As I said I would not be an officer for anything. For the record, I have 0 tolerance for drinking and driving nor do I have any pity for the one who gets caught, my motto is "you play you pay" and here in Florida a DUI will run you thousands of dollars when all is said and done.

posted on Sep, 2 2014 @ 09:12 PM
a reply to: bbracken677

Relax take a deep breath and try to understand before you spew forth a rant worthy of an Emmy!

Wasn't at all trying to be disrespectful to cops, just the system in my normal saterical manner.

To all:
Is it me or is everyone a little jumpy these days. I blame the media!

posted on Sep, 2 2014 @ 09:27 PM
a reply to: AnteBellum
No it's not you, people can just be a bit touchy at times. It happens to the best (and the of us! At times, when our guard is down and er.... /exit stage right

I did have to laugh at the cop saying that 0.08 plus 0.08 is NOT 0.16 but maybe that's just me.

Carry on!

PS The best lawyers AND cops tell you one thing, NEVER talk to a cop. Ever. Say hi, say no thank you. Ask if you are being detained even. If he says No, walk away. Politely, calmly and respectfully. Keep walking. That's what I learned here on ATS anyway, but then again, I don't live in the USA and Dutch cops are slightly less trigger-happy than their American colleagues.

posted on Sep, 3 2014 @ 08:29 AM
I have shadowed the recuiting divison at our police department and I feel that the new candidates that are applying/being hired seem to be of lesser quality.

Is that a result of them having lower IQ's? I cannot say for certain.

However I do know that they are not actively looking for candidates with low IQ's.

As I have stated many times before I think the reasons we are seeing less qualified candidates are due to pay, blanket negative treatment by a lot of the public, lack of training due to budget cuts, and a degradation of our culture.

1. Pay. Who wants to do such a stressful job for $35,000 a year before taxes?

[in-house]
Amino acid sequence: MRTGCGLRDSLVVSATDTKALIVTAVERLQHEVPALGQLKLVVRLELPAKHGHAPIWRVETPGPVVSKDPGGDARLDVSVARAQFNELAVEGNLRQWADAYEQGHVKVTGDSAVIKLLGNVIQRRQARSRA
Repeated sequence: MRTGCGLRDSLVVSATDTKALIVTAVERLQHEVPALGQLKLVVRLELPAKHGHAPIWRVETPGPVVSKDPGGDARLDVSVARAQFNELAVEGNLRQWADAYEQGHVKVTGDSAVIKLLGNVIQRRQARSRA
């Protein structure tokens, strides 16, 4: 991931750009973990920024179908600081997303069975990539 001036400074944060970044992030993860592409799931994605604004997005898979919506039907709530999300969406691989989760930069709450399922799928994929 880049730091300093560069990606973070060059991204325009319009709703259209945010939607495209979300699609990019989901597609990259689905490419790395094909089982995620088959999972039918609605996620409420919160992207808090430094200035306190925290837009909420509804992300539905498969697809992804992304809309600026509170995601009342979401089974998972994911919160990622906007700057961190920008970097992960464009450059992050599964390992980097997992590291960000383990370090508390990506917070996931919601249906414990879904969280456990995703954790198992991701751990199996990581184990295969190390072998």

2. Blankent negative treatment. Who wants to do such a stressful job for so little pay and be treated like they are less than human?

3. Budget cuts. All areas of training have been cut. Also there is little to no incentive to be a a Field Training Officer (FTO). That is causing departments to appointment FTO's with very little experience (only 1 year in many cases) to train new officers. Those FTO's do not have enough experience to train new officers. This is creating a new wave of officers who have no idea what they are doing.

4. Degradation of our culture. This one pretty much explains itself. A self centered, impatient, disrespectful culture with very little work ethic does not discriminate. This is something that is happening in all career fields.

So in my opinion no elaborate conspiracy to hire idiot officers exists.

Any real or perceived degradation in our police force is simply a result of a failing economy and culture.

edit on 3-9-2014 by TorqueyThePig because: (no reason given)

edit on 3-9-2014 by TorqueyThePig because: (no reason given)

posted on Sep, 3 2014 @ 09:50 AM
a reply to: AnteBellum

edit on 3-9-2014 by TorqueyThePig because: Nah

posted on Sep, 3 2014 @ 09:58 AM
Perhaps IQ tests are testing more than intelligence.. At best, they are a poor indicator. At worst, the results are parsed by an algorithm that has little relevance to intelligence, instead looking for more 'pertinent' information.

posted on Sep, 3 2014 @ 11:16 AM
a reply to: TorqueyThePig

Well stated! Thank you.

posted on Sep, 3 2014 @ 12:29 PM
Well my IQ is I htink slight less than average. So this means most cops are smarter than me. I hate being dumb, but how can I miss what I don't have.
edit on 3-9-2014 by jonnywhite because: (no reason given)